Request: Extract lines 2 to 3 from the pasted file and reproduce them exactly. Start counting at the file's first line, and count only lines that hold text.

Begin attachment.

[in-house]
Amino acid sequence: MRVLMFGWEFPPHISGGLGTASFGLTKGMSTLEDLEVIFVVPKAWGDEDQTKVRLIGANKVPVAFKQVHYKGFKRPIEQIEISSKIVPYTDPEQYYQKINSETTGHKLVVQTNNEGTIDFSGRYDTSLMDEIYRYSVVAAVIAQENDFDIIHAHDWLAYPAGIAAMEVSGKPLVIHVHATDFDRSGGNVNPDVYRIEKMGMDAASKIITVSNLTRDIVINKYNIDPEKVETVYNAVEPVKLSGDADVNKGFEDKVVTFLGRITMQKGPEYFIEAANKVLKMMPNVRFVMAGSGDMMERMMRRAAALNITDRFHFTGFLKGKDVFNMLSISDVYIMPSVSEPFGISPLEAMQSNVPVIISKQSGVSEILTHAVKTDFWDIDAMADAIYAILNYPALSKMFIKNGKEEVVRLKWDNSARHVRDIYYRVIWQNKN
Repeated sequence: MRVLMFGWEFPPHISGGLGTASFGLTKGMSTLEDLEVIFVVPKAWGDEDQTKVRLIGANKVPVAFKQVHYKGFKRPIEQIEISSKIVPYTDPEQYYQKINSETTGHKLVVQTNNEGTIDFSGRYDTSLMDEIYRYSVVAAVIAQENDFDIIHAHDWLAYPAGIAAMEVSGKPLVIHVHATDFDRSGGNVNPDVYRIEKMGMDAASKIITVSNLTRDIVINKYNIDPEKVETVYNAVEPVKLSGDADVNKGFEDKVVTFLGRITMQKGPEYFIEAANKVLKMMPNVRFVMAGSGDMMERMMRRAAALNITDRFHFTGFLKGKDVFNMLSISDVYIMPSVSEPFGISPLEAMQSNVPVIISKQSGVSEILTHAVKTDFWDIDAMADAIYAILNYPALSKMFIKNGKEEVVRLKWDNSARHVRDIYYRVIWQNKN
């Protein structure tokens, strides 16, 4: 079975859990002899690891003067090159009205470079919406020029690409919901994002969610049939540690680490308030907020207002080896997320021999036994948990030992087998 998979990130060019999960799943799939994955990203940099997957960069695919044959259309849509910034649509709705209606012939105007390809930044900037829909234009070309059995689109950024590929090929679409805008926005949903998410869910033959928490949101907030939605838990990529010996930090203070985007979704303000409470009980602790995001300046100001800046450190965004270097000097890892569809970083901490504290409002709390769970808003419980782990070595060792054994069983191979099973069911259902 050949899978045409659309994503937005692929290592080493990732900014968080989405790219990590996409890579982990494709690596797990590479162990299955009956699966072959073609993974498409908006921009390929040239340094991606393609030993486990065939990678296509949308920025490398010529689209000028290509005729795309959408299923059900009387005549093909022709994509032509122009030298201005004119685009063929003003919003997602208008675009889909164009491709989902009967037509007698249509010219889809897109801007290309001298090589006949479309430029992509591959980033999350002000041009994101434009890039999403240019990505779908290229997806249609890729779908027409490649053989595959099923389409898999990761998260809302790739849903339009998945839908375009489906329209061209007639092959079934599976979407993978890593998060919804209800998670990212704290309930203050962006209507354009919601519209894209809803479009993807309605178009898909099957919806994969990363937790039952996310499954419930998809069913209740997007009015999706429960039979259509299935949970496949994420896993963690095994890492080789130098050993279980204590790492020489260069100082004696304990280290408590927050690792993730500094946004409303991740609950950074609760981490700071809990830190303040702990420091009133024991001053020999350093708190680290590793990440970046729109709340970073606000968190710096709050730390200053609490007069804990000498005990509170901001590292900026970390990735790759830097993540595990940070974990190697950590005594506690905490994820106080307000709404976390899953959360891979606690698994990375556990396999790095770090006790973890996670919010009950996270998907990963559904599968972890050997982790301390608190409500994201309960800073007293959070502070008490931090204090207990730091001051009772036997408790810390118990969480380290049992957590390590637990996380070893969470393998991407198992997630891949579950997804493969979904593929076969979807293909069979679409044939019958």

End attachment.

Amino acid sequence: MRVLMFGWEFPPHISGGLGTASFGLTKGMSTLEDLEVIFVVPKAWGDEDQTKVRLIGANKVPVAFKQVHYKGFKRPIEQIEISSKIVPYTDPEQYYQKINSETTGHKLVVQTNNEGTIDFSGRYDTSLMDEIYRYSVVAAVIAQENDFDIIHAHDWLAYPAGIAAMEVSGKPLVIHVHATDFDRSGGNVNPDVYRIEKMGMDAASKIITVSNLTRDIVINKYNIDPEKVETVYNAVEPVKLSGDADVNKGFEDKVVTFLGRITMQKGPEYFIEAANKVLKMMPNVRFVMAGSGDMMERMMRRAAALNITDRFHFTGFLKGKDVFNMLSISDVYIMPSVSEPFGISPLEAMQSNVPVIISKQSGVSEILTHAVKTDFWDIDAMADAIYAILNYPALSKMFIKNGKEEVVRLKWDNSARHVRDIYYRVIWQNKN
Repeated sequence: MRVLMFGWEFPPHISGGLGTASFGLTKGMSTLEDLEVIFVVPKAWGDEDQTKVRLIGANKVPVAFKQVHYKGFKRPIEQIEISSKIVPYTDPEQYYQKINSETTGHKLVVQTNNEGTIDFSGRYDTSLMDEIYRYSVVAAVIAQENDFDIIHAHDWLAYPAGIAAMEVSGKPLVIHVHATDFDRSGGNVNPDVYRIEKMGMDAASKIITVSNLTRDIVINKYNIDPEKVETVYNAVEPVKLSGDADVNKGFEDKVVTFLGRITMQKGPEYFIEAANKVLKMMPNVRFVMAGSGDMMERMMRRAAALNITDRFHFTGFLKGKDVFNMLSISDVYIMPSVSEPFGISPLEAMQSNVPVIISKQSGVSEILTHAVKTDFWDIDAMADAIYAILNYPALSKMFIKNGKEEVVRLKWDNSARHVRDIYYRVIWQNKN